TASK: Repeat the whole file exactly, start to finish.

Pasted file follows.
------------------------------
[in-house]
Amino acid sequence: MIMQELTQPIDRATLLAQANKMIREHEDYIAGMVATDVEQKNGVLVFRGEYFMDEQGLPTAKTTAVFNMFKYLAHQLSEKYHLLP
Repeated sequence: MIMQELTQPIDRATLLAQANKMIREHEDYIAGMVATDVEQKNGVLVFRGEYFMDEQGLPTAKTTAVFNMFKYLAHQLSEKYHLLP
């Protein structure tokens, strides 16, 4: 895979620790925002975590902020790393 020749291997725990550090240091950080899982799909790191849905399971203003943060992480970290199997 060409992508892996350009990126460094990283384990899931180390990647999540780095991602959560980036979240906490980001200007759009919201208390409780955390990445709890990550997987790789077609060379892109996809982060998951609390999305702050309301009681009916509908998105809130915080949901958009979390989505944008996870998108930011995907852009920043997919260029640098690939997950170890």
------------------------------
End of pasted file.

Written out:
[in-house]
Amino acid sequence: MIMQELTQPIDRATLLAQANKMIREHEDYIAGMVATDVEQKNGVLVFRGEYFMDEQGLPTAKTTAVFNMFKYLAHQLSEKYHLLP
Repeated sequence: MIMQELTQPIDRATLLAQANKMIREHEDYIAGMVATDVEQKNGVLVFRGEYFMDEQGLPTAKTTAVFNMFKYLAHQLSEKYHLLP
């Protein structure tokens, strides 16, 4: 895979620790925002975590902020790393 020749291997725990550090240091950080899982799909790191849905399971203003943060992480970290199997 060409992508892996350009990126460094990283384990899931180390990647999540780095991602959560980036979240906490980001200007759009919201208390409780955390990445709890990550997987790789077609060379892109996809982060998951609390999305702050309301009681009916509908998105809130915080949901958009979390989505944008996870998108930011995907852009920043997919260029640098690939997950170890």